Summary

In summary, the sure way to achieve this continuous learning of the WHAT and HOW that agile delivery offers is the Continuous Delivery of Small Safe Steps (both purely technical increases and increases in value for the user).
It seems that the data confirm that this is the right approach for making digital products.



References:

Vertical Slicing Continuous Delivery

Sunday, June 28, 2020

Good talks/podcasts (Jun 2020 II)


These are the best podcast/talks I've seen/listen to recently:
  • Monolith Decomposition Patterns (Sam Newman) [Architecture patterns, DDD, Microservices] (⭐⭐⭐⭐⭐) Sam Newman shares some key principles and a number of patterns to use to incrementally decompose an existing system into microservices. He covers patterns that can work to migrate functionality out of systems hard to change, and looks at the use of strangler patterns, change data capture, database decomposition and more.
  • Strategic Autonomous Design: Patterns & Heuristics (Nick Tune) [DDD, Design] Practical techniques for identifying effective modules in your software systems and enabling autonomous teams in your organization, and you’ll see modeling patterns based on real-world examples from a variety of domains. Along the way, you’ll learn about the theoretical concepts underpinning the techniques, touching on DDD, Systems Thinking, Promise Theory, Theory of Constraints, and more. 

  • Product Discovery: Engineering perspective (Eduardo Ferro) [Engineering Culture, Product, Teams] A product team with excellent product discovery habits has a tremendous competitive advantage.​​​​​​​ Engineers must get involved in the continuous product discovery process. Learn how to leverage technology, team organization, and practices to facilitate this learning process. The talk tries to explain why every team needs Product Discovery, what does an effective team look like​​​​ and how our systems should facilitate Product Discovery.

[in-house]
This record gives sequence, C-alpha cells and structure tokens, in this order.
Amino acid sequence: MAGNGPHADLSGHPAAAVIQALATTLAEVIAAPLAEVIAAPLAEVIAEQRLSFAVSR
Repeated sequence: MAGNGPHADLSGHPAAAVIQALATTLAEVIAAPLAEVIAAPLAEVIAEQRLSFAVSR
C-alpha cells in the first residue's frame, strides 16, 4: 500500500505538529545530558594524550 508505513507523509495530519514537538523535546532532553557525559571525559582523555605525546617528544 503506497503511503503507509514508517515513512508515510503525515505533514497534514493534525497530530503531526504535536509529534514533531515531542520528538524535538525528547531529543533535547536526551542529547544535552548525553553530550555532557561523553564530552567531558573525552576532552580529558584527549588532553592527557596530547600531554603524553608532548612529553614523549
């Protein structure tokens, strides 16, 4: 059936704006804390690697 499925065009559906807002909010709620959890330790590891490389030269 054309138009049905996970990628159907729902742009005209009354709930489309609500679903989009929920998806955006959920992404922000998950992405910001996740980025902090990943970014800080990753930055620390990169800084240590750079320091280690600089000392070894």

Slides: http://www.eferro.net/2020/06/technology-at-core-of-product-discovery.html
    Additional Notes: https://miro.com/app/board/o9J_ksGhEsM=/
    Disclaimer: This is my first public talk in English, and I think the delivery is awful, but I think the content adds value, so I decided to include it in this post.
Reminder, All these talks are interesting even just listening to them, without seeing them.

Related: 

Sunday, June 21, 2020

Charlas/Podcasts interesantes (Castellano) (2020 Junio)


Estas son algunas charlas y podcast interesantes que he visto o escuchado ultimamente:

Sunday, June 14, 2020

Good talks/podcasts (Jun 2020 I)


These are the best podcast/talks I've seen/listen to recently:

  • GOTO 2020 • Advanced Feature Flagging: It's All About The Data (Dave Karow) [Continuous Delivery, Engineering Culture, Product, Product Discovery] (⭐⭐⭐⭐⭐) A great talk on one of the fundamental techniques for making product discovery and continuous release. Excellent information about how to use them, define experiments, and interpret results.
  • The Marty Cagan special - ProductTank #27 Singapore (Marty Cagan) [Product, Product Discovery] (⭐⭐⭐⭐⭐) An open discussion on Modern Product Management. The talk contains a lot of interesting discussions during the Q&A. I think it covers all the underpinnings of modern product management.
  • YOW! 2019 Evolutionary Design Animated (James Shore) [Agile, Design, Engineering Culture, Evolutionary Design, XP] (⭐⭐⭐⭐⭐) Modern software development welcomes changing requirements, even late in the process, but how can we write our software so that those changes don’t create a mess? Evolutionary design is the key. It’s a technique that emerges from Extreme Programming, the method that brought us test-driven development, merciless refactoring, and continuous integration. James Shore first encountered Extreme Programming and evolutionary design nearly 20 years ago. Initially skeptical, he’s explored its boundaries ever since. In this session, James will share what he’s learned through in-depth animations of real software projects. You’ll see how designs evolve over time and you’ll learn how and when to use evolutionary design for your own projects.

Reminder, All these talks are interesting even just listening to them, without seeing them.

Related: